Studying Cell Communication in Real Time Leads to Practical "Cell-Less" Therapy
Researchers with the University of Connecticut (UConn) School of Dental Medicine developed a technology platform that allows them to record cells communicating in real time. They published their research in the journal Proceedings of the National Academy of Sciences.
Cells are constantly in communication with each other. They do this by secreting proteins. When those proteins reach other cells, it changes the cells’ behavior.
Two examples of cell communication come to mind. The first is the burgeoning field of microbiomics. The microbiome is the trillions of bacteria, viruses and fungi that live in the human body. It’s obvious that this plays a role in gastrointestinal diseases, but more recent research shows that how these different types of microorganisms communicate throughout the body plays a much broader role in a variety of diseases.
For example, in March 2019, Seres Therapeutics inked a three-year research deal with AstraZeneca. The two companies will focus on microbiome-based approaches to predict which patients will respond best to specific cancer treatment. They are also planning to investigate SER-401, an investigational microbiome treatment in combination with AstraZeneca cancer drugs.
Another example of cell-to-cell communication is the underpinning of immuno-oncology therapies that are revolutionizing cancer treatments. Tumors often have a surface protein called PD-L1. T-cells, a type of immune cell, have a surface protein called PD1. When PD-L1 interacts with PD1, it essentially tells the T-cells to ignore the cancer cells. By blocking that interaction using checkpoint inhibitors that block either PD-L1 (Merck’s Keytruda, for example) or PD (Bristol-Myers Squibb’s Opdivo), they allow the T-cells to see and attack the cancer cells.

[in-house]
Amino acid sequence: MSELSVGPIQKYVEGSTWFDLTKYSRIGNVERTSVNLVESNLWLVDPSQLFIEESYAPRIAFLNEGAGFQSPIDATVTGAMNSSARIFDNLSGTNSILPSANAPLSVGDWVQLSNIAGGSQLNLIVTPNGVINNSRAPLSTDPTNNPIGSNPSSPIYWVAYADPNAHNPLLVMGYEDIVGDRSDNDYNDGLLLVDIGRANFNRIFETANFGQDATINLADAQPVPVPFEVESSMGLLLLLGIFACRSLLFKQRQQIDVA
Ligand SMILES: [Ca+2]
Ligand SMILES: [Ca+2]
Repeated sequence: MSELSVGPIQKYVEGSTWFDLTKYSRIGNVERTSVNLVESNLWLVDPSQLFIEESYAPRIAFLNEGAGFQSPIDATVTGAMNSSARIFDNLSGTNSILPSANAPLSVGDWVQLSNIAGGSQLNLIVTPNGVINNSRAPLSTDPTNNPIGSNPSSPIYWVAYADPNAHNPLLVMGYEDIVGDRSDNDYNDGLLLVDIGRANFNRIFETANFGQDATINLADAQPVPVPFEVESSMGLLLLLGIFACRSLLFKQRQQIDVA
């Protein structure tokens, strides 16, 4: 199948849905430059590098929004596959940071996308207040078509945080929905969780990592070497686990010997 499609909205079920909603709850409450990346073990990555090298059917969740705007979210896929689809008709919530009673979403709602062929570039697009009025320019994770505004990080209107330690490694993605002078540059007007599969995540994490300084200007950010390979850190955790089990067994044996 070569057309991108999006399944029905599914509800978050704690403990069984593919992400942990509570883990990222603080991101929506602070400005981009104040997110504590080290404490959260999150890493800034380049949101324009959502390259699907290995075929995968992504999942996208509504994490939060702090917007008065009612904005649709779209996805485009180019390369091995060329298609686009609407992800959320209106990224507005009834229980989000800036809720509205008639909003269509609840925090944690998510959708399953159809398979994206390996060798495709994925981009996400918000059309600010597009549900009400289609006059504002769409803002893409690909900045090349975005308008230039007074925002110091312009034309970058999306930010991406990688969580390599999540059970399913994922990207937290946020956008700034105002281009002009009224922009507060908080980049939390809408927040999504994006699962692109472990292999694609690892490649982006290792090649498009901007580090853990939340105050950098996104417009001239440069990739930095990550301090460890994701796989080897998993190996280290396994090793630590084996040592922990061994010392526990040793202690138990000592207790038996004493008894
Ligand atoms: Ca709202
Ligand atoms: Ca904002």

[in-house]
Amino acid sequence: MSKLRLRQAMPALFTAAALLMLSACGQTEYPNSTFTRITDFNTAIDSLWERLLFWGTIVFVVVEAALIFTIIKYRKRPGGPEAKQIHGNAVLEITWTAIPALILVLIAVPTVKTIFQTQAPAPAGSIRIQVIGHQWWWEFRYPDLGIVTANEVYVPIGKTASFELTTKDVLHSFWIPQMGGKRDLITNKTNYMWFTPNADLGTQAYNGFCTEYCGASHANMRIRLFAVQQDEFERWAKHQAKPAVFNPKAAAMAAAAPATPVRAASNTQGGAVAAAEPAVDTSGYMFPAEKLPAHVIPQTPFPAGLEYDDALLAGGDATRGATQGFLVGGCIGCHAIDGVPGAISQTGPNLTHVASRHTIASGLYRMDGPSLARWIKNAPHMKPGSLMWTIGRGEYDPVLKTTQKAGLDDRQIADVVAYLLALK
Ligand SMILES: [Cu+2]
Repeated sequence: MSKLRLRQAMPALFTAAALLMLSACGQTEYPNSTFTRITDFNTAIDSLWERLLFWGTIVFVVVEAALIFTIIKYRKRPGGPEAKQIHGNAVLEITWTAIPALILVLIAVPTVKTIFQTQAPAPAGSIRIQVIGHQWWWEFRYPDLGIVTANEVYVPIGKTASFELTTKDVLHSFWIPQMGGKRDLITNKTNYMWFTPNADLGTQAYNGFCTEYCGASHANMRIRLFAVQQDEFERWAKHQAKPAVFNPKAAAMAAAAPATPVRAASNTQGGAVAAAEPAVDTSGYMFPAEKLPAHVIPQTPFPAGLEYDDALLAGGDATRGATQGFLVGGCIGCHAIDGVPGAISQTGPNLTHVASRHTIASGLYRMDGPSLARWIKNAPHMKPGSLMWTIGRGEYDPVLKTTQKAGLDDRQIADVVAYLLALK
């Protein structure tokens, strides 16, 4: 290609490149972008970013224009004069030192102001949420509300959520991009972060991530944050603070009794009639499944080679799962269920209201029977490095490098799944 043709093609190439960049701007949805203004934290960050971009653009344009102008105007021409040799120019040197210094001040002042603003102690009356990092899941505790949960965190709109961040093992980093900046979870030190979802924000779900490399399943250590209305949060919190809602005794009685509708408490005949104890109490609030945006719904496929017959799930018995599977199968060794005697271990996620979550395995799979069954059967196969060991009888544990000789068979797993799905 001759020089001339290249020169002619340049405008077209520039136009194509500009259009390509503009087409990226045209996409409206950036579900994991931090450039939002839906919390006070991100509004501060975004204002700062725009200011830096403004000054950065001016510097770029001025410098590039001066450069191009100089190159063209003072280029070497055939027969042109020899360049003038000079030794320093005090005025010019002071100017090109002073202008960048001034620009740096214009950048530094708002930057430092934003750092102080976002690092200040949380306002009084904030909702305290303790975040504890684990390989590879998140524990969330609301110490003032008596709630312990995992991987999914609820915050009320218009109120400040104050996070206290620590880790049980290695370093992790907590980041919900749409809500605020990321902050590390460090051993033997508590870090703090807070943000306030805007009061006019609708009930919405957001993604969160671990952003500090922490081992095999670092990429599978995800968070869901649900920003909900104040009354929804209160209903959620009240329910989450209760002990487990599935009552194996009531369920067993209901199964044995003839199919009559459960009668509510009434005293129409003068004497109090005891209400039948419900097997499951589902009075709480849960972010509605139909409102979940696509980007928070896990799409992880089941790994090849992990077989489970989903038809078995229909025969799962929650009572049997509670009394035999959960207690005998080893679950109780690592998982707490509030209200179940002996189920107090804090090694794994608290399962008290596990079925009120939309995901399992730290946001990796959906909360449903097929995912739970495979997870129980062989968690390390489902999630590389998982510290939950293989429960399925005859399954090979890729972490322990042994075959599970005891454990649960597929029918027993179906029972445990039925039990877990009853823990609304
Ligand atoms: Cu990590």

Current technology paints a picture of these types of interactions, sometimes indirectly. But the researchers at UConn, developed a way to directly analyze the interactions. They focused on stem cells from bone marrow that can be used to treat heart attacks. Using their technology platform, a combination of microfluidics and computer modeling, they were able to record in depth the communications between the stem cells and were able to copy the stem cells’ specific behavior.
“The findings solve a fundamental problem afflicting systems biology: measuring how cells communicate with each other,” stated Yashir Suhail, a postdoctoral fellow in the UConn Dental School’s Department of Biomedical Engineering. “The platform technology will open new lines of inquiry into research, by providing a unique way to detect how cells talk to each other at a deeper level than what is possible today.”
Part of what the researchers found was the flexibility of stem cells, which allowed them to change their behavior depending on what types of cellular injury were present. They were then able to develop a “cell-less” therapy by copying the stem cells’ behavior when stem cells find a tissue injury. They created a protein cocktail that helped repair cardiac tissue. They believe it may potentially decrease many of the complications associated with stem cell transplantation.
The research was funded by the American Heart Association and the National Cancer Institute. It was led by Kshitiz Gupta, an assistant professor at UConn with assistance with researchers from Yale University, The Johns Hopkins School of Medicine, the University of California, San Francisco, and the University of Vermont.